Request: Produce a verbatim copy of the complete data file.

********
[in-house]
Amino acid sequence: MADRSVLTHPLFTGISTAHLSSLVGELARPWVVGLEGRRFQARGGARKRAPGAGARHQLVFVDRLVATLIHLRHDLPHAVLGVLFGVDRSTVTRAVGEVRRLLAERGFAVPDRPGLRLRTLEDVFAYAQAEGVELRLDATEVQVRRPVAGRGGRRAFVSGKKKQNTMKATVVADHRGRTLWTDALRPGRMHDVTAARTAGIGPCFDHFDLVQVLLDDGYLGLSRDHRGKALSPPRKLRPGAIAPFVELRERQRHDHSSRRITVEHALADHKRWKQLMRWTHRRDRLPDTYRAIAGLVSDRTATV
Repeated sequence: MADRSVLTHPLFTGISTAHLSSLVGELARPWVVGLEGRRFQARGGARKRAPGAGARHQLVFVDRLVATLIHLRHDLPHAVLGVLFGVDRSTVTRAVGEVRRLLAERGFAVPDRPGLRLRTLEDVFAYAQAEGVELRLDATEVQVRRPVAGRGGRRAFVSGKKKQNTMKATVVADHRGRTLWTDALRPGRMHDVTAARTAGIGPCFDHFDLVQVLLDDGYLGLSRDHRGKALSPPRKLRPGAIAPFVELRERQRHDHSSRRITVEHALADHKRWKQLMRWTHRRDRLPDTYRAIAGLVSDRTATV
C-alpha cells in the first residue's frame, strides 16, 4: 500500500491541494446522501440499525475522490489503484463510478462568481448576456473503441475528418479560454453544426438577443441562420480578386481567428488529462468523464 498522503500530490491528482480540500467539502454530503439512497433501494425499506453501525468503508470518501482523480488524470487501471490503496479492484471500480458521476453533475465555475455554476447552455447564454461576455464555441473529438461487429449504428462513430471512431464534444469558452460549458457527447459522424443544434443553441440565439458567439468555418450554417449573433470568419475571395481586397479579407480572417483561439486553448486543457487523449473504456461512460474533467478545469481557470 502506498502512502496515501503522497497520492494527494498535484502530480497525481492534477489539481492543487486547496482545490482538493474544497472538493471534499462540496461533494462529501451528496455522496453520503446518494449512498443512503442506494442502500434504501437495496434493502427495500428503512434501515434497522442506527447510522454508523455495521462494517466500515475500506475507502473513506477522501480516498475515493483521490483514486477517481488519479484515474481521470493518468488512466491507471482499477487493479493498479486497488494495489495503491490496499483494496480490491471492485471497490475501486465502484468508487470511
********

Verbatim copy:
[in-house]
Amino acid sequence: MADRSVLTHPLFTGISTAHLSSLVGELARPWVVGLEGRRFQARGGARKRAPGAGARHQLVFVDRLVATLIHLRHDLPHAVLGVLFGVDRSTVTRAVGEVRRLLAERGFAVPDRPGLRLRTLEDVFAYAQAEGVELRLDATEVQVRRPVAGRGGRRAFVSGKKKQNTMKATVVADHRGRTLWTDALRPGRMHDVTAARTAGIGPCFDHFDLVQVLLDDGYLGLSRDHRGKALSPPRKLRPGAIAPFVELRERQRHDHSSRRITVEHALADHKRWKQLMRWTHRRDRLPDTYRAIAGLVSDRTATV
Repeated sequence: MADRSVLTHPLFTGISTAHLSSLVGELARPWVVGLEGRRFQARGGARKRAPGAGARHQLVFVDRLVATLIHLRHDLPHAVLGVLFGVDRSTVTRAVGEVRRLLAERGFAVPDRPGLRLRTLEDVFAYAQAEGVELRLDATEVQVRRPVAGRGGRRAFVSGKKKQNTMKATVVADHRGRTLWTDALRPGRMHDVTAARTAGIGPCFDHFDLVQVLLDDGYLGLSRDHRGKALSPPRKLRPGAIAPFVELRERQRHDHSSRRITVEHALADHKRWKQLMRWTHRRDRLPDTYRAIAGLVSDRTATV
C-alpha cells in the first residue's frame, strides 16, 4: 500500500491541494446522501440499525475522490489503484463510478462568481448576456473503441475528418479560454453544426438577443441562420480578386481567428488529462468523464 498522503500530490491528482480540500467539502454530503439512497433501494425499506453501525468503508470518501482523480488524470487501471490503496479492484471500480458521476453533475465555475455554476447552455447564454461576455464555441473529438461487429449504428462513430471512431464534444469558452460549458457527447459522424443544434443553441440565439458567439468555418450554417449573433470568419475571395481586397479579407480572417483561439486553448486543457487523449473504456461512460474533467478545469481557470 502506498502512502496515501503522497497520492494527494498535484502530480497525481492534477489539481492543487486547496482545490482538493474544497472538493471534499462540496461533494462529501451528496455522496453520503446518494449512498443512503442506494442502500434504501437495496434493502427495500428503512434501515434497522442506527447510522454508523455495521462494517466500515475500506475507502473513506477522501480516498475515493483521490483514486477517481488519479484515474481521470493518468488512466491507471482499477487493479493498479486497488494495489495503491490496499483494496480490491471492485471497490475501486465502484468508487470511